Salem-Keizer seeks eminent domain over St. Edward land to begin McNary construction

The Salem-Keizer School District is going to court to force a Keizer church to sell its land.

At issue are about six acres of bare land owned by St. Edward Catholic Church that district leaders say they need to expand the campus of the adjacent McNary High School.

Church leaders rejected a November district offer to sell the land for $1.75 million, according to Marion County Circuit filings.

Parishoners and community members objected to the sale at a November school board meeting, saying it would inhibit the growing parish’s ability to expand and disrupt the peaceful atmosphere around the church.

A school district appraisal valued the land at $1.56 million last year, but officials offered the church more “in an effort to compromise on the amount of just compensation paid to your client and to avoid the costs of litigation,” according to a letter to the church by J. Kevin Shuba, representing the district.

The district filed a lawsuit Dec. 27 asking the court to condemn the property, the first step in taking the land by eminent domain.

As part of that process, the district deposited $1.75 million in a court fund. The church can receive that money even if it continues fighting the sale. The church has 14 days to respond to the court action.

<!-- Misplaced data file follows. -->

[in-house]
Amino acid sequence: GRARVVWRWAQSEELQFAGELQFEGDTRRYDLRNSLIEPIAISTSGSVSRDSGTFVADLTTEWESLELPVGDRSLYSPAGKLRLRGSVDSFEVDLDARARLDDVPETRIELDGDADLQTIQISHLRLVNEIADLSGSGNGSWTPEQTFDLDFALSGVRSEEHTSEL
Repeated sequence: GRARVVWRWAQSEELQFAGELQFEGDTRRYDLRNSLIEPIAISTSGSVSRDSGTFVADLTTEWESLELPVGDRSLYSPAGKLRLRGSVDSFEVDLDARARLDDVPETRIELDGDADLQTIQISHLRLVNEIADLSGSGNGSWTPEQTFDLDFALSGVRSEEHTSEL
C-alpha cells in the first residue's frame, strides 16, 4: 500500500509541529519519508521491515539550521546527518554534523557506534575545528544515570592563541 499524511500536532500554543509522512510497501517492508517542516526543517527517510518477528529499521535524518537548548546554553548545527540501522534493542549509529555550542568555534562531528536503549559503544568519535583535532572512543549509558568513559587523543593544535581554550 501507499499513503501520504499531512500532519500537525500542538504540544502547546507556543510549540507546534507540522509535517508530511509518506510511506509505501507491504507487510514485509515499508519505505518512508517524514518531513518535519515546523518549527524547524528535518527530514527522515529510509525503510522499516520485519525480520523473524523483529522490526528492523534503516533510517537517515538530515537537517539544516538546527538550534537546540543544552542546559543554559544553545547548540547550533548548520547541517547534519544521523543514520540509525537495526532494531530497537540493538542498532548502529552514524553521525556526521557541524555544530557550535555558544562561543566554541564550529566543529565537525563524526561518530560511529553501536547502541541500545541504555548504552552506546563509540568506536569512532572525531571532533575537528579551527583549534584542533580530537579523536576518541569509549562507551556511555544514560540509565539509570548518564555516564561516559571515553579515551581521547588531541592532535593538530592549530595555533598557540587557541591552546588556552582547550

Stopping the sale would require the church to prove the district isn’t using the property for a public purpose. The church also can challenge the price the district is offering and seek more money for the land.

School district attorneys have asked the court to allow the district to take the property immediately so architects can complete the design for the campus and the district can get permits from the city. Construction at McNary is scheduled to begin later this year.

Reporter Rachel Alexander: (503) 575-1241 or [email protected]

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Rachel Alexander is Salem Reporter’s managing editor. She joined Salem Reporter when it was founded in 2018 and covers city news, education, nonprofits and a little bit of everything else. She’s been a journalist in Oregon and Washington for a decade. Outside of work, she’s a skater and board member with Salem’s Cherry City Roller Derby and can often be found with her nose buried in a book.